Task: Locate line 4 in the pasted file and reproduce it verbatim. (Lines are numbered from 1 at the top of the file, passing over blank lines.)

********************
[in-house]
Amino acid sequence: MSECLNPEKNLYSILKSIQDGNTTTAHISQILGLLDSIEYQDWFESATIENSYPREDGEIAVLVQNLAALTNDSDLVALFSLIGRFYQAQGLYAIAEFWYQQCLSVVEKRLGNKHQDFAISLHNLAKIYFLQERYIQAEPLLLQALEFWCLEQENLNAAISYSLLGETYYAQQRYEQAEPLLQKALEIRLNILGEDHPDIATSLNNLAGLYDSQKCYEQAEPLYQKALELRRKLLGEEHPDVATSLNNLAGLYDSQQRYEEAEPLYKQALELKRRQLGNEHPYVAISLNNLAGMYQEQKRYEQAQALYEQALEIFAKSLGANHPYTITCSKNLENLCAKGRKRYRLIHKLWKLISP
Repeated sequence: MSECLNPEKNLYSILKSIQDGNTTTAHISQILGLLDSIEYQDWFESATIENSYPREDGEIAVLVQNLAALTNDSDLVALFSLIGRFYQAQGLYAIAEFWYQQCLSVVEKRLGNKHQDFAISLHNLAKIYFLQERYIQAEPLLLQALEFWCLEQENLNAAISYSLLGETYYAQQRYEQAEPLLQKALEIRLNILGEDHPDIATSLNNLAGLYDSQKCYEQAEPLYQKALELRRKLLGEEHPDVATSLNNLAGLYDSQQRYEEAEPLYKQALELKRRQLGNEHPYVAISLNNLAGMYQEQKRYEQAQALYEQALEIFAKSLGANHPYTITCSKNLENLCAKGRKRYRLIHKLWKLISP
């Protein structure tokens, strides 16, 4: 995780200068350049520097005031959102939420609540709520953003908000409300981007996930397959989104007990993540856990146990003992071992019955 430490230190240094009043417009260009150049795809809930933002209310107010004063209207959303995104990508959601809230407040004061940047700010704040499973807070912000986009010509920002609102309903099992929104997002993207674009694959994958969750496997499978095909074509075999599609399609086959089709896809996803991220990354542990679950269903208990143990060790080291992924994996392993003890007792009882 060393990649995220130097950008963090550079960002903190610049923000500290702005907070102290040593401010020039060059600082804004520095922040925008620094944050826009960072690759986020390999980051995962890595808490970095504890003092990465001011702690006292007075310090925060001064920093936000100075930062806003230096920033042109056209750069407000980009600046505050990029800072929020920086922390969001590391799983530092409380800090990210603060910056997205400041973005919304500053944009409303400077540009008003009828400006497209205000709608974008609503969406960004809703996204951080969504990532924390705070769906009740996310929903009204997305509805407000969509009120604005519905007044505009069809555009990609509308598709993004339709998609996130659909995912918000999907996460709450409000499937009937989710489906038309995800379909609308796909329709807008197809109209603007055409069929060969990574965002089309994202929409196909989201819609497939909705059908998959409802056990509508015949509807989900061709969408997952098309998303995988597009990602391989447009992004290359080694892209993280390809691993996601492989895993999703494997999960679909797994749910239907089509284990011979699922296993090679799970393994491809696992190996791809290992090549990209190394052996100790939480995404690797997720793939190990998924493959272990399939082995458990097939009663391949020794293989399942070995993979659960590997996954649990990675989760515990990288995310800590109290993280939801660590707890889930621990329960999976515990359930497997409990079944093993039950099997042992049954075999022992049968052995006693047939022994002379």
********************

């Protein structure tokens, strides 16, 4: 995780200068350049520097005031959102939420609540709520953003908000409300981007996930397959989104007990993540856990146990003992071992019955 430490230190240094009043417009260009150049795809809930933002209310107010004063209207959303995104990508959601809230407040004061940047700010704040499973807070912000986009010509920002609102309903099992929104997002993207674009694959994958969750496997499978095909074509075999599609399609086959089709896809996803991220990354542990679950269903208990143990060790080291992924994996392993003890007792009882 060393990649995220130097950008963090550079960002903190610049923000500290702005907070102290040593401010020039060059600082804004520095922040925008620094944050826009960072690759986020390999980051995962890595808490970095504890003092990465001011702690006292007075310090925060001064920093936000100075930062806003230096920033042109056209750069407000980009600046505050990029800072929020920086922390969001590391799983530092409380800090990210603060910056997205400041973005919304500053944009409303400077540009008003009828400006497209205000709608974008609503969406960004809703996204951080969504990532924390705070769906009740996310929903009204997305509805407000969509009120604005519905007044505009069809555009990609509308598709993004339709998609996130659909995912918000999907996460709450409000499937009937989710489906038309995800379909609308796909329709807008197809109209603007055409069929060969990574965002089309994202929409196909989201819609497939909705059908998959409802056990509508015949509807989900061709969408997952098309998303995988597009990602391989447009992004290359080694892209993280390809691993996601492989895993999703494997999960679909797994749910239907089509284990011979699922296993090679799970393994491809696992190996791809290992090549990209190394052996100790939480995404690797997720793939190990998924493959272990399939082995458990097939009663391949020794293989399942070995993979659960590997996954649990990675989760515990990288995310800590109290993280939801660590707890889930621990329960999976515990359930497997409990079944093993039950099997042992049954075999022992049968052995006693047939022994002379």